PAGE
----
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Please use this identifier to cite or link to this item: http://hdl.handle.net/10204/749

Title: Carbon storage in eucalyptus and pine plantations in South Africa
Authors: Christie, SI
Scholes, RJ
Keywords: Carbon storage
CO2 emissions
Eucalyptus plantations
Pine plantations
Issue Date: Nov-1995
Publisher: Kluwer Academic Publishers
Citation: Christie, SI and Scholes, RJ. 1995. Carbon storage in eucalyptus and pine plantations in South Africa. Environmental Monitoring and Assessment, vol. 38, 03 February, pp 231-241
Abstract: Carbon (C) is stored by plantation forests either when ecosystems with a low C density (such as tropical grasslands) are afforested or when timber is converted to semi permanent products. If the afforestation rate is relatively constant and the plantations are not harvested immediately upon reaching maturity, the amount of C stored in trees as a result of afforestation can be calculated by a simple ''static'' approximation. Rotation forestry requires a mean C storage method that averages C density over the rotation. Plantation forestry as practiced in South Africa requires a more detailed dynamic approach that accounts for time-varying rates of afforestation and the age-dependence of C accumulation rates in plantations. To determine C storage in products, the output of long-lived plantation products and their C content once all processing losses are accounted for must be known. The South African case study shows that new afforestation stored approximately 2.54 Tg C in 1990, and storage in forest products accounted for an additional 1.15 Tg C. Together, these two activities offset approximately 3.8% of the carbon dioxide emissions from South Africa.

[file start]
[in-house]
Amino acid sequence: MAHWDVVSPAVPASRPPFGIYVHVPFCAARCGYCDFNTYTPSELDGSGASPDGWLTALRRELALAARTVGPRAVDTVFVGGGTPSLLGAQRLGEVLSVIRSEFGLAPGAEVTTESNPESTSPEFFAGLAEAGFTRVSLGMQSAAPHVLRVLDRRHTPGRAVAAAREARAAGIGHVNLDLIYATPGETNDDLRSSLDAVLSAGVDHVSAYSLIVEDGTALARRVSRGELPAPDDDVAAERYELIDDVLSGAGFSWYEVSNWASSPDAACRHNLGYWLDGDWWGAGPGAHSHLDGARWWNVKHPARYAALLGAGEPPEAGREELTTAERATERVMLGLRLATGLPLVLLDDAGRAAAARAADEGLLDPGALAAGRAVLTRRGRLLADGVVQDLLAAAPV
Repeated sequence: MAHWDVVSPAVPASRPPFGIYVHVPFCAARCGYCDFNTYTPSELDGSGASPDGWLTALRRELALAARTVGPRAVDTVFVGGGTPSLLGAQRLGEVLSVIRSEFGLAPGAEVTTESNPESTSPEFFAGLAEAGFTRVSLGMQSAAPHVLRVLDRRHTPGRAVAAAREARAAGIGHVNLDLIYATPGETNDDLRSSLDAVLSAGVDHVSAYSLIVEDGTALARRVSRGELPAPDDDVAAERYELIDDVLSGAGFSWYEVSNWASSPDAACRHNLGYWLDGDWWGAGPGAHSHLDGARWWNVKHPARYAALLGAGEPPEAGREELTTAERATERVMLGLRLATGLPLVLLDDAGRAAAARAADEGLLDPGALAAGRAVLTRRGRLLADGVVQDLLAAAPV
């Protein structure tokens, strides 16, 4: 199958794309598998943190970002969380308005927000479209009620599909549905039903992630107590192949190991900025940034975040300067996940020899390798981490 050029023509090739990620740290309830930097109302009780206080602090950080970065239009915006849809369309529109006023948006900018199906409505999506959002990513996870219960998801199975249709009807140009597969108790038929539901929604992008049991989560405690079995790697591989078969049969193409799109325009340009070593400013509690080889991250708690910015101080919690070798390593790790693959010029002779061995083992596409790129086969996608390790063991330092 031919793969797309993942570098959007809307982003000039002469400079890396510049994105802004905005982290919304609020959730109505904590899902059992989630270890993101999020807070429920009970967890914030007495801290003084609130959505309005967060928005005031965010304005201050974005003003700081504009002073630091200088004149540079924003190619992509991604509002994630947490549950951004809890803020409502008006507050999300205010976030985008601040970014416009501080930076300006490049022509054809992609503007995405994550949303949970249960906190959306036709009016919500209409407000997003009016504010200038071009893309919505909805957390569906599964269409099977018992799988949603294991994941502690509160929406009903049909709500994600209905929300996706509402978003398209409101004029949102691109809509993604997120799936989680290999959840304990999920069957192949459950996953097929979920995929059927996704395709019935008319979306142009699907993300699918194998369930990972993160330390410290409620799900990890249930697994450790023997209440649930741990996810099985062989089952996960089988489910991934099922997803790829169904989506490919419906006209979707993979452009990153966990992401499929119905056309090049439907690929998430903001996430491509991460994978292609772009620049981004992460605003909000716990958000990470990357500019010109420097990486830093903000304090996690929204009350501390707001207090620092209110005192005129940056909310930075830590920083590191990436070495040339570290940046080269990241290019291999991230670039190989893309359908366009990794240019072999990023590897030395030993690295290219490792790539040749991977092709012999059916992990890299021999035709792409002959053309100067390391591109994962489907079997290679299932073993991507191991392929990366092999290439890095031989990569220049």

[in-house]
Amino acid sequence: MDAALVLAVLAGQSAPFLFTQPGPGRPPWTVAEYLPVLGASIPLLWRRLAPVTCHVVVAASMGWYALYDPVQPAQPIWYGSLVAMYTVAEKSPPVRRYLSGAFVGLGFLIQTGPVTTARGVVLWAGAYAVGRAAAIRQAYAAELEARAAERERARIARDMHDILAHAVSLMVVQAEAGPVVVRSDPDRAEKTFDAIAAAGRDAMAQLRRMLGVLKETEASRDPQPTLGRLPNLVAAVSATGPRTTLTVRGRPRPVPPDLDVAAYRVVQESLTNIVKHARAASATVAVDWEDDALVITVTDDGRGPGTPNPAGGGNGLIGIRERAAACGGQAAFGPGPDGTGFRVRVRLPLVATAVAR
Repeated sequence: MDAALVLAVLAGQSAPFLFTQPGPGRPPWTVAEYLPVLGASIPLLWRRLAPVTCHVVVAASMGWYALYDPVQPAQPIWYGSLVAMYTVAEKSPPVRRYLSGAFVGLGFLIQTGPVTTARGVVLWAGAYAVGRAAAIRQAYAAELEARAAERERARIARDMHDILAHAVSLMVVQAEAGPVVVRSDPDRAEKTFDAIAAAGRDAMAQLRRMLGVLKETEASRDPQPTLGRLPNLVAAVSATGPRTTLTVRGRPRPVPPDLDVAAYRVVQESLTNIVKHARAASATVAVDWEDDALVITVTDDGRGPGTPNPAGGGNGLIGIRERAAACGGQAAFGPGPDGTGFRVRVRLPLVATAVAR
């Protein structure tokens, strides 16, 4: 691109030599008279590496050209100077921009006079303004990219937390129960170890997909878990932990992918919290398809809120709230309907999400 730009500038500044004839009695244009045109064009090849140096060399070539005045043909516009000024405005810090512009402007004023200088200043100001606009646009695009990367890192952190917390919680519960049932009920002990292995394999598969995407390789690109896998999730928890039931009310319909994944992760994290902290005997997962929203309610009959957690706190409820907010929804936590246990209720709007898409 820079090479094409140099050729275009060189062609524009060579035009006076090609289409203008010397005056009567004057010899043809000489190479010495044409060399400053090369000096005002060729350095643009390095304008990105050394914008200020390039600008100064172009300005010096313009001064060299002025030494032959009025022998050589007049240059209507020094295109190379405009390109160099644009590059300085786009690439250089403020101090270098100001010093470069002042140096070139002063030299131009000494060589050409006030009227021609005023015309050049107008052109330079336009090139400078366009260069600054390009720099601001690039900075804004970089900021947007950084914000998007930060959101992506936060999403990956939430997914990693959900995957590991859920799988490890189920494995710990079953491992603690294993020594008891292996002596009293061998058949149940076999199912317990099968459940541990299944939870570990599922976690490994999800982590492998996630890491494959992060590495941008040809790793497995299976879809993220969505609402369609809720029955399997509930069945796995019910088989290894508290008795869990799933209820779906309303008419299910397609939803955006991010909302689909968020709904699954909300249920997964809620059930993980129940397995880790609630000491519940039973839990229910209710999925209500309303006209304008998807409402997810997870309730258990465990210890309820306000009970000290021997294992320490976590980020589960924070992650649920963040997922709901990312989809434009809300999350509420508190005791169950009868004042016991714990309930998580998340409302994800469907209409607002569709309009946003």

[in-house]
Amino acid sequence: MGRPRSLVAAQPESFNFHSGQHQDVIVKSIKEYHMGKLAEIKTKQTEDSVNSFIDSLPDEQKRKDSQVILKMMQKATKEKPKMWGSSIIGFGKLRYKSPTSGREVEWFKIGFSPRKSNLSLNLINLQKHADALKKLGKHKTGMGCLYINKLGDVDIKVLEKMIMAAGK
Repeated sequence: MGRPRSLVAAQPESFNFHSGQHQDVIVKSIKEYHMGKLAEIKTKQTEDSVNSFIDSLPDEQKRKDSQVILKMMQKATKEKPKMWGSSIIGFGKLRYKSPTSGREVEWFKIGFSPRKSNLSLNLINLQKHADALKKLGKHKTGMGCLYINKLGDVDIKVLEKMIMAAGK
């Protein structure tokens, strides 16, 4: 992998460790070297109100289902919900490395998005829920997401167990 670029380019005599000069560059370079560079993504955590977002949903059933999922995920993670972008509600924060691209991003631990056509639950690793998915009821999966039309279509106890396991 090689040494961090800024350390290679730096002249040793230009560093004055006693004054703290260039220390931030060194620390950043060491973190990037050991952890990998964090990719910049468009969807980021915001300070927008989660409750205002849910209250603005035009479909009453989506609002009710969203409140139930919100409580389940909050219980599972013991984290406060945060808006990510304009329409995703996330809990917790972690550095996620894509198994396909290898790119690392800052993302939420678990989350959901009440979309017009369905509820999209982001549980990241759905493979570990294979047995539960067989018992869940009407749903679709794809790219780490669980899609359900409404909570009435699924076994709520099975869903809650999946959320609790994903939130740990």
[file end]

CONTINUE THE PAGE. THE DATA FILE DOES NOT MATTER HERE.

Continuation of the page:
Description: Copyright: 1995 Kluwer Academic Publishers
URI: http://hdl.handle.net/10204/749
ISSN: 0167-6369
Appears in Collections:Pollution and waste
Environmental management
Forestry and wood science
General science, engineering & technology

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